Adé Hakim on collaboration and finding originality through sampling

The sound of an Adé Hakim beat is unlike anything else.

His ear for chops, flips, and sample manipulation has led him to create iconic beats for the likes of Earl Sweatshirt, [sLUms], Medhane, MIKE, and of course, himself. Having grown up in New York City’s kaleidoscopic new underground, Adé has been quietly pioneering a new approach to hip hop that at times sounds more like IDM than boom bap. Sometimes, his beats barely even sound like beats – the rhythms can be hard to track down, the downbeat seemingly never comes, and the vocals are incomprehensible. But then, the sounds wash over you, commanding your full attention as the subtleties of his production reveal themselves. His production on songs like “Planet” and “Nowhere2go” is frankly stunning, showcasing his ability to transform samples into entirely new sonic tapestries.

Adé’s solo work is also spectacular, with his latest album HAPPIEST PEOPLE IN THE WORLD WIDE WEB revealing an artist dedicated to empowering others and spreading happiness by any means necessary – tracks like “Indigenous’ Anthem” and “You Got the Power (Antidote)” will have you bobbing your head from the second the beat kicks in. The album is a beautiful collage of a flourishing NYC rap scene, capturing the excitement of the city and the vibrancy of its inhabitants. His passion for the city extends out into the real world as well; Adé has been organizing free subway shows featuring many of the same collaborators since February, making space for creatives who exist outside of the formal structure of venues while also bringing music to the people directly.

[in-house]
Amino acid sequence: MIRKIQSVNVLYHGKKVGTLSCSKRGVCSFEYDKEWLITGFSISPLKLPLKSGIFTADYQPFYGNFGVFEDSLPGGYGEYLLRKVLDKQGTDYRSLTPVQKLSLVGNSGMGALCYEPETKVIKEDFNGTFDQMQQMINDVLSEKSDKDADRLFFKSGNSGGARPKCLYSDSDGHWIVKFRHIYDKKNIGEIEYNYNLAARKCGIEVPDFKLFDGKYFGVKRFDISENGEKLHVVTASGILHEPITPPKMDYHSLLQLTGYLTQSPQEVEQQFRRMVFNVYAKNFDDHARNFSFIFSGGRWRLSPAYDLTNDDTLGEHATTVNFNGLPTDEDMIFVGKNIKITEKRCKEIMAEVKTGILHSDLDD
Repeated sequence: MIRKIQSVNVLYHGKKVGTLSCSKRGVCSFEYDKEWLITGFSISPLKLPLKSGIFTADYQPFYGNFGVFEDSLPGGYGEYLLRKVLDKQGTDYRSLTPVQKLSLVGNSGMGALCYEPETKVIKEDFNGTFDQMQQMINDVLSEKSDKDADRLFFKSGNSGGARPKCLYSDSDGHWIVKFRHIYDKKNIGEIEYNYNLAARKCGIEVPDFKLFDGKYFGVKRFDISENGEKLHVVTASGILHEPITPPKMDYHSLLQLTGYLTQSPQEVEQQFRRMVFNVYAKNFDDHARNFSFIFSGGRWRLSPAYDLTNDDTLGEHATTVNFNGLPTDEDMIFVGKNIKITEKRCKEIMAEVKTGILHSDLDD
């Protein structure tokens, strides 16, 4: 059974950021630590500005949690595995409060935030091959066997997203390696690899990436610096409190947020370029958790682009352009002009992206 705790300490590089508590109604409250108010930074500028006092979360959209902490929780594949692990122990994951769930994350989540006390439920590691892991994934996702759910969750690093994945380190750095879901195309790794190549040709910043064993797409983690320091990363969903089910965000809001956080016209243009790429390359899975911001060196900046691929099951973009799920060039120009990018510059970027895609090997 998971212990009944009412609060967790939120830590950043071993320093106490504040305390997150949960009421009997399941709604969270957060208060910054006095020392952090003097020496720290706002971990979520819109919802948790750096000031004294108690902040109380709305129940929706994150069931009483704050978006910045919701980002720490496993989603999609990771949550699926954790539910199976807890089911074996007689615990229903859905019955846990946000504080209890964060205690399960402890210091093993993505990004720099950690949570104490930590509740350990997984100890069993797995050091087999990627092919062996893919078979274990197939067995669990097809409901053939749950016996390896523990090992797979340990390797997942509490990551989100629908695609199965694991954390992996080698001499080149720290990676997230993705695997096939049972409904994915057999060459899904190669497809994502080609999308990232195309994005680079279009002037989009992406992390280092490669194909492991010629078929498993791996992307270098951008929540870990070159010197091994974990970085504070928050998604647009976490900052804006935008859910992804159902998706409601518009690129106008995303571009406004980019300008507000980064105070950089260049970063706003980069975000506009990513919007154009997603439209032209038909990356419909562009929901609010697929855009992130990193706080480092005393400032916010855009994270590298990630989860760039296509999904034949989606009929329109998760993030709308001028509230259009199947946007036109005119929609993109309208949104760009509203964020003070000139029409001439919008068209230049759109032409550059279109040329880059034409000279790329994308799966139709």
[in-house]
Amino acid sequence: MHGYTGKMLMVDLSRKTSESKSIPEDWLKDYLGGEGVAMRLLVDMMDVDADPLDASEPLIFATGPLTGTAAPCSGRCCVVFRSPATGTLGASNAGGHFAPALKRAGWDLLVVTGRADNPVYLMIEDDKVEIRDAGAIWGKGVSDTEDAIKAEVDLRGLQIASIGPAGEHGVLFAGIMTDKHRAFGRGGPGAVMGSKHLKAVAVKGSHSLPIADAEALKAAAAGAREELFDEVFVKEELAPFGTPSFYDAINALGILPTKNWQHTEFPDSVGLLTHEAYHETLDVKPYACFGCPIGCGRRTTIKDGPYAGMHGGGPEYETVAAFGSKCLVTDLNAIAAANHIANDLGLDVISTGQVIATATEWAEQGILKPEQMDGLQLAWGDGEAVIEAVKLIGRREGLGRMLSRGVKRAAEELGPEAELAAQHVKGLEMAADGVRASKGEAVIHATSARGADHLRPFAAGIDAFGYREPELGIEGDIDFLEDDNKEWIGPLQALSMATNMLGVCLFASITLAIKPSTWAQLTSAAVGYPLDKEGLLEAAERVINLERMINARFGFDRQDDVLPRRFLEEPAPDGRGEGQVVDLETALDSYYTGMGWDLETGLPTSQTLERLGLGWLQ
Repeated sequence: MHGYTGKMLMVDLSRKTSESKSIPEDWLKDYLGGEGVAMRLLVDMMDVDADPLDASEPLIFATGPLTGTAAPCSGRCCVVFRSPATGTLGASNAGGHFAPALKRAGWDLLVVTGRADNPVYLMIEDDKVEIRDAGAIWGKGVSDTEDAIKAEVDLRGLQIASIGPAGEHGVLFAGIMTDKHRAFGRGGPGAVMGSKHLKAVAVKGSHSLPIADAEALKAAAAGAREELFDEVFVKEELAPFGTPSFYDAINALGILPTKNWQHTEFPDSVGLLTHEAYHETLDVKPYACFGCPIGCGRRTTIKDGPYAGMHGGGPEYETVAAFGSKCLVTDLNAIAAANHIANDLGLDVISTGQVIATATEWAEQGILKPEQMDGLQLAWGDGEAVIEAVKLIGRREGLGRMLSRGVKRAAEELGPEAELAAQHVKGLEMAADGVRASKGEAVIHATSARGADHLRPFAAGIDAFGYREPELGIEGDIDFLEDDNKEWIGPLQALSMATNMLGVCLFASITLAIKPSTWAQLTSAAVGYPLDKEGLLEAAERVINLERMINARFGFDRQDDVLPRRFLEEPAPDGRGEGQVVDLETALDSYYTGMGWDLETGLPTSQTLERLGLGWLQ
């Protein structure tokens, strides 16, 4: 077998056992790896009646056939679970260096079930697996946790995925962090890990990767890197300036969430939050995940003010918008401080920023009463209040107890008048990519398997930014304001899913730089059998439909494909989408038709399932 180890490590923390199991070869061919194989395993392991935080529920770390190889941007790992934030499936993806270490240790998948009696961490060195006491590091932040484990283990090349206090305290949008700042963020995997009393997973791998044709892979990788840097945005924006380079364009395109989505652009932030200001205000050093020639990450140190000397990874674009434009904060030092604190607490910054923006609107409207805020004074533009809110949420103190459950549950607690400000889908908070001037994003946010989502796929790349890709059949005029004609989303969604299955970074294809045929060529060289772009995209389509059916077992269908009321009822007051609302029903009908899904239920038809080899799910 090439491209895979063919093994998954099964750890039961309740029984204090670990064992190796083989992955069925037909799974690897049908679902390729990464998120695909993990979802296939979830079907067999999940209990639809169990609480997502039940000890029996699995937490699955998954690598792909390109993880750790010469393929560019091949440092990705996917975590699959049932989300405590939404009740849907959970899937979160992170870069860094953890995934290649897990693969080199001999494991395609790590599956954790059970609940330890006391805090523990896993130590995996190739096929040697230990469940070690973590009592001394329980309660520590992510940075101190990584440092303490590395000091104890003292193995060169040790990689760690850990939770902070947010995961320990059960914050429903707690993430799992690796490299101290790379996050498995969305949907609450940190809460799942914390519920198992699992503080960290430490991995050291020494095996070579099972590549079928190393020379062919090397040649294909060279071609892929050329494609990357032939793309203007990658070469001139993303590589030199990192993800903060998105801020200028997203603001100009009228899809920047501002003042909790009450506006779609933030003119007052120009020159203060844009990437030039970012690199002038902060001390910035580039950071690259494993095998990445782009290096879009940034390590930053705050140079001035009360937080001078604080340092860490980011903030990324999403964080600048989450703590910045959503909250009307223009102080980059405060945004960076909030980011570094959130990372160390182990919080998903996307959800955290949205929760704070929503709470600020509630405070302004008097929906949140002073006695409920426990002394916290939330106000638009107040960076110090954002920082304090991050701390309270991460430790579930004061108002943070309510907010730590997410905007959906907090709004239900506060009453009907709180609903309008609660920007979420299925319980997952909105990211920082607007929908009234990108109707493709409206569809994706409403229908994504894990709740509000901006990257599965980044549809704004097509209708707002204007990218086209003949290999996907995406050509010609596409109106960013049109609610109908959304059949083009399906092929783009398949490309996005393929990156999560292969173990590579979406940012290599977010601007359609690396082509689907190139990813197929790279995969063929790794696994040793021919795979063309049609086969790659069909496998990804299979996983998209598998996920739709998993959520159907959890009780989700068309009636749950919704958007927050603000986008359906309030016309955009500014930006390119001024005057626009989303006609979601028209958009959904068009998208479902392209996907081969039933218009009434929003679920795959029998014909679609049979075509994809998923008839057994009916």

Over a plate of rice and beans, we sat down with Adé himself to discuss his approach to production, his latest record, and his advice for upcoming producers. You’ll also find various stems from Adé’s projects scattered throughout, so you can get a closer listen to his sampling process.

How did you get into music production?

I was around 14 or 15, writing a bunch to MF Doom beats and all these ‘type beats’ on YouTube, but then I started getting tired of it. I didn’t understand the concept of people selling beats or leasing beats. It just didn’t make sense. So, I just decided to start making my own.

I didn’t find ‘the style’ until after [sLUms]. It helped me branch out – working with different people really made me find who I was as a producer.

What is [sLUms], for the people who don’t know?

[sLUms] is a collective of six people (MIKE, Jodi10k, King Carter, Adé Hakim, Darryl Johnson, and Mason). Two of us are from the Bronx, two are from Manhattan, and two are in Brooklyn, and we worked in Queens. [sLUms] is a real New York experience of five black men and one white dude, just coming together to be heard, to sing our way out of oppression.


So you mentioned you really started to hone in on your sound when you started working with [sLUms]. Do you have a specific moment when you made a song that you were just really proud of?